Edit 2: It's been a few months already, and I'm noticing that the table width of the top shrinks and expands by about 1/16" on each side of the table (average width of 30"), varying with indoor humidity. The glued wedges are holding up so far. This was expected from the start, but the breadboard end length is not always flush with the table. I like to think of it as a built-in *digital hygrometer feature . I sanded the horns flush around the holiday season, so it might be the gift that keeps on giving, depending on how the finish affects it.

*digital, as in: you can read it by passing your digits over it.

  • Great to have updates on this for future searchers to be able to see. Your issues with the dimensional changes are precisely why I'm not a fan of breadboard ends — it seems like there's one month in a year when the average breadboards are flush, the rest of the time they're either too short or too long! – Graphus Apr 25 '18 at 12:19
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    "This was expected from the start, but the breadboard end length is not always flush with the table" - that is exactly the reason for doing this joinery this way. – aaron Apr 26 '18 at 11:25
  • @aaron Indeed -- to allow expansion. I was alluding to the other method which is to make a feature element with a completely enclosed tenon haunch e.g. Greene and Greene style, in which the ends are by design larger than the top all year round. – ww_init_js Apr 26 '18 at 18:39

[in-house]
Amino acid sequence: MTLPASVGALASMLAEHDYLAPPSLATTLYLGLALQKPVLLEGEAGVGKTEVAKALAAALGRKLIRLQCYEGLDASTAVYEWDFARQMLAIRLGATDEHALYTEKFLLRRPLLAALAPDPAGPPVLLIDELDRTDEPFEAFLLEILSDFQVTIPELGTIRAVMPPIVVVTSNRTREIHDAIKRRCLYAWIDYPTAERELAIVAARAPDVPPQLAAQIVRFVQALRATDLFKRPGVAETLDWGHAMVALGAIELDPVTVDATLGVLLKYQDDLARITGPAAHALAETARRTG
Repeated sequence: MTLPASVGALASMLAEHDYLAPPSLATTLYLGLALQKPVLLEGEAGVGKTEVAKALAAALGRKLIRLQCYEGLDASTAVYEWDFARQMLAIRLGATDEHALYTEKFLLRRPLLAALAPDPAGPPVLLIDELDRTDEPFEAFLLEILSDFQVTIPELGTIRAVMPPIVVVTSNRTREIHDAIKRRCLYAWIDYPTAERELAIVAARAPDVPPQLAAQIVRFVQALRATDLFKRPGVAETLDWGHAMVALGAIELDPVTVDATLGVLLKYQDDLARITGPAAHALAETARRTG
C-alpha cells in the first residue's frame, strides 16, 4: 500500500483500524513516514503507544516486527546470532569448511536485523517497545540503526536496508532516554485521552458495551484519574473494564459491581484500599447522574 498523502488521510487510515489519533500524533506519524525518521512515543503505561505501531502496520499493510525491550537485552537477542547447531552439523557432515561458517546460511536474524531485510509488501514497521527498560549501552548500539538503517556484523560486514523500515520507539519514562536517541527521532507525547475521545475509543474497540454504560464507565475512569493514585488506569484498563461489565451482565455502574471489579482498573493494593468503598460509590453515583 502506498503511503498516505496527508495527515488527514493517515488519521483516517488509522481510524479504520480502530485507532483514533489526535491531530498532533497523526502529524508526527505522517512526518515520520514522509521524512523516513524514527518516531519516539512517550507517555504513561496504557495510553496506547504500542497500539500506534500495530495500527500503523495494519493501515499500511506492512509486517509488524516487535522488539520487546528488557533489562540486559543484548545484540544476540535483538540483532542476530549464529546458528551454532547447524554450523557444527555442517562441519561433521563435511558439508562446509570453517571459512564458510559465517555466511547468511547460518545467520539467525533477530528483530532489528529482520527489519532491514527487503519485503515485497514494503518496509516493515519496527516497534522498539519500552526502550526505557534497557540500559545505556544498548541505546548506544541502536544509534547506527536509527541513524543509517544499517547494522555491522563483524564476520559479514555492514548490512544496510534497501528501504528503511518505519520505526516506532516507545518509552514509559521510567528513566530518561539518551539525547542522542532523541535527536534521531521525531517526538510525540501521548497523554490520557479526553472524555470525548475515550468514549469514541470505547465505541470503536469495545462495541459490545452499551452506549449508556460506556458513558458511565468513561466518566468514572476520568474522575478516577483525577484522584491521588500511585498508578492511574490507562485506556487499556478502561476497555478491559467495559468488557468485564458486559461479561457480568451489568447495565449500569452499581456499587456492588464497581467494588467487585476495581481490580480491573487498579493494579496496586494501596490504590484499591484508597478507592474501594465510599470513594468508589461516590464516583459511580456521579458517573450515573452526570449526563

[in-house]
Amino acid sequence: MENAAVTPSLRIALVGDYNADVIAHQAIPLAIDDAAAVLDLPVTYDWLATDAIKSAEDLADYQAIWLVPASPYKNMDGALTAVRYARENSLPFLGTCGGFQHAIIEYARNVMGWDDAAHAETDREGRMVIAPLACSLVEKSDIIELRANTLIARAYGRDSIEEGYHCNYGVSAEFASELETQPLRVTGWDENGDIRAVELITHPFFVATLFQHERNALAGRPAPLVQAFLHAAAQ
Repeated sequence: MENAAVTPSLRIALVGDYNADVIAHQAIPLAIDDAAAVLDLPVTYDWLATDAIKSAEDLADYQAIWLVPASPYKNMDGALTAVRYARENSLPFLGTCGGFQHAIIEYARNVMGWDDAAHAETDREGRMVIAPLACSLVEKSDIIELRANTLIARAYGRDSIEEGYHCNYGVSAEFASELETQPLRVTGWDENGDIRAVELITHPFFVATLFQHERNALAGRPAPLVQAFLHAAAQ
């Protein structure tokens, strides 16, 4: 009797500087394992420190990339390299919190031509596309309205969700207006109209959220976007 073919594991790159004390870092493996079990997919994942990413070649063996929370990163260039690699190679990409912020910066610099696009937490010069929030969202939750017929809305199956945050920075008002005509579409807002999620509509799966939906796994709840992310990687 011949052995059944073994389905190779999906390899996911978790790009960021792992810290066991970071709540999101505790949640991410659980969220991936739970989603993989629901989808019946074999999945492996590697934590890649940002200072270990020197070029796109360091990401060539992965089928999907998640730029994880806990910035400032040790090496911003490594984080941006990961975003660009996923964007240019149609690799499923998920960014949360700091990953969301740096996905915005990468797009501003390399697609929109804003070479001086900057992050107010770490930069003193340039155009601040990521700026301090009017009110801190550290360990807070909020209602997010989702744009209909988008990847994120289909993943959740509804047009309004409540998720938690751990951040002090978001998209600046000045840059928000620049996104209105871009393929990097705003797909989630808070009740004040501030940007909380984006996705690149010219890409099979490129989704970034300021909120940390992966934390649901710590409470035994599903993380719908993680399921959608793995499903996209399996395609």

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First off, well done on building your breadboard ends properly. Far too often these days they're not done right1.

I see using filler is recommended in other similar questions, but it is reported to crack within a year or two, as the panel narrows/widens

There's always the potential for fillers (most of which are brittle) to crack and this is the ultimate case when you can guarantee it would happen because it's a cross-grain situation where one side of the joint is subject to significant movement and the other side almost none.